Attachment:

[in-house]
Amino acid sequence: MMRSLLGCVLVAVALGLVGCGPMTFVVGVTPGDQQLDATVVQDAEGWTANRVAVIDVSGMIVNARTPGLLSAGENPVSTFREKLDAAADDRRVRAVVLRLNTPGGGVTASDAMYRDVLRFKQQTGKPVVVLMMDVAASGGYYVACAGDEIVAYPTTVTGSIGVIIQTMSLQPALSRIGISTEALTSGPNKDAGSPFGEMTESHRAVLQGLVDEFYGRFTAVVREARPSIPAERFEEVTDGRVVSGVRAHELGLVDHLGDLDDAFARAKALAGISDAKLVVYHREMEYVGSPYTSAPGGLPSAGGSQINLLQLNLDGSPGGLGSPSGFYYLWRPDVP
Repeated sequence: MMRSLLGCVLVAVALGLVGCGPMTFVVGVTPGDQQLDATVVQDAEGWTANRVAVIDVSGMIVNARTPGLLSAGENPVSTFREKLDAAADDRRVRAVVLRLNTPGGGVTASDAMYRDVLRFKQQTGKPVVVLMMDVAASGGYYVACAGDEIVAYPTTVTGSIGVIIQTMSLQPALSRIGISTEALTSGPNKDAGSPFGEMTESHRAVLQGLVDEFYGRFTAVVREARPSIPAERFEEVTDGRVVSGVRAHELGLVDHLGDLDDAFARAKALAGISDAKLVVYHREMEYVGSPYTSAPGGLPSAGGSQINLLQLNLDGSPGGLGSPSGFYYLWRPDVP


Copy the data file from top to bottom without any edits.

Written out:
[in-house]
Amino acid sequence: MMRSLLGCVLVAVALGLVGCGPMTFVVGVTPGDQQLDATVVQDAEGWTANRVAVIDVSGMIVNARTPGLLSAGENPVSTFREKLDAAADDRRVRAVVLRLNTPGGGVTASDAMYRDVLRFKQQTGKPVVVLMMDVAASGGYYVACAGDEIVAYPTTVTGSIGVIIQTMSLQPALSRIGISTEALTSGPNKDAGSPFGEMTESHRAVLQGLVDEFYGRFTAVVREARPSIPAERFEEVTDGRVVSGVRAHELGLVDHLGDLDDAFARAKALAGISDAKLVVYHREMEYVGSPYTSAPGGLPSAGGSQINLLQLNLDGSPGGLGSPSGFYYLWRPDVP
Repeated sequence: MMRSLLGCVLVAVALGLVGCGPMTFVVGVTPGDQQLDATVVQDAEGWTANRVAVIDVSGMIVNARTPGLLSAGENPVSTFREKLDAAADDRRVRAVVLRLNTPGGGVTASDAMYRDVLRFKQQTGKPVVVLMMDVAASGGYYVACAGDEIVAYPTTVTGSIGVIIQTMSLQPALSRIGISTEALTSGPNKDAGSPFGEMTESHRAVLQGLVDEFYGRFTAVVREARPSIPAERFEEVTDGRVVSGVRAHELGLVDHLGDLDDAFARAKALAGISDAKLVVYHREMEYVGSPYTSAPGGLPSAGGSQINLLQLNLDGSPGGLGSPSGFYYLWRPDVP